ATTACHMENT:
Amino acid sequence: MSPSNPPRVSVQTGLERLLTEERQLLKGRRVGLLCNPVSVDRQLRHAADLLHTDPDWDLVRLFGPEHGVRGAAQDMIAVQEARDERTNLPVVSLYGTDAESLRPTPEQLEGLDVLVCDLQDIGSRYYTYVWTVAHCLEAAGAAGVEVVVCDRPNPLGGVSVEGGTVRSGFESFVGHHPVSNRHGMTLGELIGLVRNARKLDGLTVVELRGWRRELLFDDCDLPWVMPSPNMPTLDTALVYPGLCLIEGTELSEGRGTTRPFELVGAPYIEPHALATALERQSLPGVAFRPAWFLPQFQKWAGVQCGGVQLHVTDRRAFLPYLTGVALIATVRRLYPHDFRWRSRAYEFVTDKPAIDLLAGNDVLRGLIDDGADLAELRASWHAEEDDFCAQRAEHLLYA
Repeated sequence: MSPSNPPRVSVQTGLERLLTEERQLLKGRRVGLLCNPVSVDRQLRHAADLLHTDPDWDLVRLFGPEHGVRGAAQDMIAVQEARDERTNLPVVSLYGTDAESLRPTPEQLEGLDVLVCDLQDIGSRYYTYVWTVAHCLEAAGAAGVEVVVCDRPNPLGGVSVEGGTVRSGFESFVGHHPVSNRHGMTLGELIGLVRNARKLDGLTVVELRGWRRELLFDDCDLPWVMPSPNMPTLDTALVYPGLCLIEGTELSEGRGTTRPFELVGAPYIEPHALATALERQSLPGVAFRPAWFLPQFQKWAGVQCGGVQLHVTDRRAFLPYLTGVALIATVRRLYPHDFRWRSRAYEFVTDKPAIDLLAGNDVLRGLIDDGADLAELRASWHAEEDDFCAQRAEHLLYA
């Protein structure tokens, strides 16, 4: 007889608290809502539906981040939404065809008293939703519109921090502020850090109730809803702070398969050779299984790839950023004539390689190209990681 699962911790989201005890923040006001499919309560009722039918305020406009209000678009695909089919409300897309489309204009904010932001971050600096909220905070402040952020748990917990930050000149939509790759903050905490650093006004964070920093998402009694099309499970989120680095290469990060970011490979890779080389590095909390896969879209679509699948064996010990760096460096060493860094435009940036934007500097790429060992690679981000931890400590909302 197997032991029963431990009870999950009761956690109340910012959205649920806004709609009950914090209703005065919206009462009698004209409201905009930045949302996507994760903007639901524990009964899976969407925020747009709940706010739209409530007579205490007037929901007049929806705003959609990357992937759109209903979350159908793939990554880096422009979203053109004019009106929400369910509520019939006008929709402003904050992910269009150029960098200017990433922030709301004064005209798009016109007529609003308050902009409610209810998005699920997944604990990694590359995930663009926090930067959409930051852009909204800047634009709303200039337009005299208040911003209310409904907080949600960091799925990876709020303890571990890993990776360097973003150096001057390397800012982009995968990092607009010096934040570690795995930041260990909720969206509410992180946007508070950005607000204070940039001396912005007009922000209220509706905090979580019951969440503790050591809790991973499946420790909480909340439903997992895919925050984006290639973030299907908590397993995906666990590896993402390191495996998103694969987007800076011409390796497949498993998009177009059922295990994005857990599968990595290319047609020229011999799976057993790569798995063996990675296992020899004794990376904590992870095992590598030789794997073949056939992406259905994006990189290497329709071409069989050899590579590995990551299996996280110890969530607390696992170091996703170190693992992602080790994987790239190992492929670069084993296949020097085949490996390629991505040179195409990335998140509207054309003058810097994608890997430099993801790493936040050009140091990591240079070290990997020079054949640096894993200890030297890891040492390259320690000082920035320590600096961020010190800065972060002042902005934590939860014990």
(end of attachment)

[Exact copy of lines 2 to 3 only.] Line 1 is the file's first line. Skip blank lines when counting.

Repeated sequence: MSPSNPPRVSVQTGLERLLTEERQLLKGRRVGLLCNPVSVDRQLRHAADLLHTDPDWDLVRLFGPEHGVRGAAQDMIAVQEARDERTNLPVVSLYGTDAESLRPTPEQLEGLDVLVCDLQDIGSRYYTYVWTVAHCLEAAGAAGVEVVVCDRPNPLGGVSVEGGTVRSGFESFVGHHPVSNRHGMTLGELIGLVRNARKLDGLTVVELRGWRRELLFDDCDLPWVMPSPNMPTLDTALVYPGLCLIEGTELSEGRGTTRPFELVGAPYIEPHALATALERQSLPGVAFRPAWFLPQFQKWAGVQCGGVQLHVTDRRAFLPYLTGVALIATVRRLYPHDFRWRSRAYEFVTDKPAIDLLAGNDVLRGLIDDGADLAELRASWHAEEDDFCAQRAEHLLYA
């Protein structure tokens, strides 16, 4: 007889608290809502539906981040939404065809008293939703519109921090502020850090109730809803702070398969050779299984790839950023004539390689190209990681 699962911790989201005890923040006001499919309560009722039918305020406009209000678009695909089919409300897309489309204009904010932001971050600096909220905070402040952020748990917990930050000149939509790759903050905490650093006004964070920093998402009694099309499970989120680095290469990060970011490979890779080389590095909390896969879209679509699948064996010990760096460096060493860094435009940036934007500097790429060992690679981000931890400590909302 197997032991029963431990009870999950009761956690109340910012959205649920806004709609009950914090209703005065919206009462009698004209409201905009930045949302996507994760903007639901524990009964899976969407925020747009709940706010739209409530007579205490007037929901007049929806705003959609990357992937759109209903979350159908793939990554880096422009979203053109004019009106929400369910509520019939006008929709402003904050992910269009150029960098200017990433922030709301004064005209798009016109007529609003308050902009409610209810998005699920997944604990990694590359995930663009926090930067959409930051852009909204800047634009709303200039337009005299208040911003209310409904907080949600960091799925990876709020303890571990890993990776360097973003150096001057390397800012982009995968990092607009010096934040570690795995930041260990909720969206509410992180946007508070950005607000204070940039001396912005007009922000209220509706905090979580019951969440503790050591809790991973499946420790909480909340439903997992895919925050984006290639973030299907908590397993995906666990590896993402390191495996998103694969987007800076011409390796497949498993998009177009059922295990994005857990599968990595290319047609020229011999799976057993790569798995063996990675296992020899004794990376904590992870095992590598030789794997073949056939992406259905994006990189290497329709071409069989050899590579590995990551299996996280110890969530607390696992170091996703170190693992992602080790994987790239190992492929670069084993296949020097085949490996390629991505040179195409990335998140509207054309003058810097994608890997430099993801790493936040050009140091990591240079070290990997020079054949640096894993200890030297890891040492390259320690000082920035320590600096961020010190800065972060002042902005934590939860014990």